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TRUST IN GOD.

HEAVEN from all creatures hides the book of Fate,
All but the page prescribed, their present state;
From brutes what men, from men what spirits know;
Or who could suffer being here below.
The lamb thy riot dooms to bleed to-day,
Had he thy reason, would he skip and play?
Pleased to the last, he crops the flowery food,
And licks the hand just raised to shed his blood.
O blindness to the future! kindly given,
That each may fill the circle mark'd by Heaven,

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Hope, humbly, then ; with trembling pinions soar; Wait the great teacher, Death ; and God adore. What future bliss, he gives not thee to know, But gives that hope to be thy blessing now. Hope springs eternal in the human breast; Man never is, but always to be blest : The soul, uneasy and confined from home, Rests and expatiates in a life to come.

POPE.

a

THE UNCERTAINTY OF POPULARITY.

“O LENNOX, who would wish to rule
This changeling crowd, this common fool ?
Hear’st thou,” he said “the loud acclaim,
With which they shout the Douglas name?
With like acclaim, the vulgar throat
Strain'd for King James their morning note;
With like acclaim, they hail'd the day
When first I broke the Douglas sway ;
And like acclaim would Douglas greet,
If he could hurl me from my seat.
Who o'er the herd would wish to reign,
Fantastic, fickle, fierce, and vain !
Vain as the leaf upon the stream,
And fickle as a changeful dream;
Fantastic as a woman's mood,
And fierce as frenzy's fever'd blood.
Thou many-headed monster-thing,
O who would wish to be thy king !"

SCOTT.

o

THE POWER OF MUSIC.

How sweet the moonlight sleeps upon this bank !
Here will we sit, and let the sounds of music
Creep in our ears; soft stillness, and the night,
Become the touches of sweet harmony.
Sit, Jessica : look, how the floor of heaven
Is thick inlaid with patines of bright gold ;
There's not the smallest orb which thou behold'st
But in his motion like an angel sings,
Still choiring to the young-eyed cherubims :
Such harmony is in immortal souls;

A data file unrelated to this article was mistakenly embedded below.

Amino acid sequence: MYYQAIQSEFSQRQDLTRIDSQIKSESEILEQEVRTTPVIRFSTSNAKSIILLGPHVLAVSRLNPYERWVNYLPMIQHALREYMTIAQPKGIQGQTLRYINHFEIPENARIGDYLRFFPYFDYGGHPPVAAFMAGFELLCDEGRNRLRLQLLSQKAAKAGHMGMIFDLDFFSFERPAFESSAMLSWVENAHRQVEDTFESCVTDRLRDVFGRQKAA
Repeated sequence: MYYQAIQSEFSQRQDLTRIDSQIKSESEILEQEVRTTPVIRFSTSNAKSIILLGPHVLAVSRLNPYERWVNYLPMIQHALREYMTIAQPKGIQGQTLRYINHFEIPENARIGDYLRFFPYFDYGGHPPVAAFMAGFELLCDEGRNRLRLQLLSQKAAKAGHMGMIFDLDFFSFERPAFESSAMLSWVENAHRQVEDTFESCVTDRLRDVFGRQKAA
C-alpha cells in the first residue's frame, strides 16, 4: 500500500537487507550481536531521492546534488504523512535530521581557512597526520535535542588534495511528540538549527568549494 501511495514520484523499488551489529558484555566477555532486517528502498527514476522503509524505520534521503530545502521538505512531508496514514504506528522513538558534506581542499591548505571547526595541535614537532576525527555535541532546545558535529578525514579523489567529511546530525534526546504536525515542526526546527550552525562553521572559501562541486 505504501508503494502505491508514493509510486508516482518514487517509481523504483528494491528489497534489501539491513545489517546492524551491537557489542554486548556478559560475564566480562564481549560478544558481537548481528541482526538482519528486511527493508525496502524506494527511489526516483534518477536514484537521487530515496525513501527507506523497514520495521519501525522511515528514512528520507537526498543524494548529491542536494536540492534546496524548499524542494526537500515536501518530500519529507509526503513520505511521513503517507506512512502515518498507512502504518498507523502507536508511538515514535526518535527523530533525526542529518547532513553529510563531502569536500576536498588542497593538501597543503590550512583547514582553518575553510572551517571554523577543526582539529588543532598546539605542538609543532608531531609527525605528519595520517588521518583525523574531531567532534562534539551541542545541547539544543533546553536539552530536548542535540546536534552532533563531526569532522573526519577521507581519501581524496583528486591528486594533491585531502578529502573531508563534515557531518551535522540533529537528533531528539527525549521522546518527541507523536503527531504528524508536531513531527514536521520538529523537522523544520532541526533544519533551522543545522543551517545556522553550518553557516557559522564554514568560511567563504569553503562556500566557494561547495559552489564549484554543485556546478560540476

But, whilst this muddy vesture of decay
Doth grossly close it in, we cannot hear it.

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We are never merry when we hear sweet music.
The reason is, our spirits are attentive :
For do but note a wild and wanton herd,
Or race of youthful and unhandled colts,
Fetching mad bounds, bellowing, and neighing loud,
Which is the hot condition of their blood ;
If they but hear perchance a trumpet-sound,
Or any air of music touch their

ears,
You sball perceive them make a mutual stand,
Their savage eyes turn’d to a modest gaze,
By the sweet power of music : Therefore, the poet

TRUE BEAUTY.

195

Did feign that Orpheus drew trees, stones, and floods;
Since nought so stockish, hard, and full of rage,
But music for the time doth change his nature :
The man that hath no music in himself,
Nor is not moved with concord of sweet sounds,
Is fit for treasons, stratagems, and spoils;
The motions of his spirit are dull as night,
And his affections dark as Erebus :
Let no such man be trusted.

SHAKSPEARE.

TRUE BEAUTY.

MEN call

you
fair, and

you

do credit it, For that yourself you daily such do see; But the true fair, that is the gentle wit

And virtuous mind, is much more praised of me. For all the rest, however fair it be,

Shall turn to naught, and lose that glorious hue ; But only that is permanent and free

From frail corruption, that doth flesh ensue. That is true beauty, that doth argue you

To be divine, and born of heavenly seed ;

Derived from that fair spirit from whom all true And perfect beauty did at first proceed.

He only fair, and what he fair hath made;
All other fair, like flowers untimely fade.

SPENSER

ODE TO A NIGHTINGALE.

I.

My heart aches, and a drowsy numbness pains

My sense, as though of hemlock I had drunk,
Or emptied some dull opiate to the drains

One minute past, and Lethe-wards had sunk :
'Tis not through envy of thy happy lot,
But being too happy in thy happiness,—
That thou, light-wing'd Dryad of the trees,

In some melodious plot
Of beechen

green, and shadows numberless, Singest of summer in full-throated ease.

II.

O for a draught of vintage, that hath been

Cool'd a long age in the deep-delved earth, Tasting of Flora and the country green,

Dance and Provençal song, and sun-burnt mirth! O for a beaker full of the warm South, Full of the true, the blushful Hippocrene, With beaded bubbles winking at the brim,

And purple-stainèd mouth; That I might drink, and leave the world unseen,

And with thee fade away into the forest dim.

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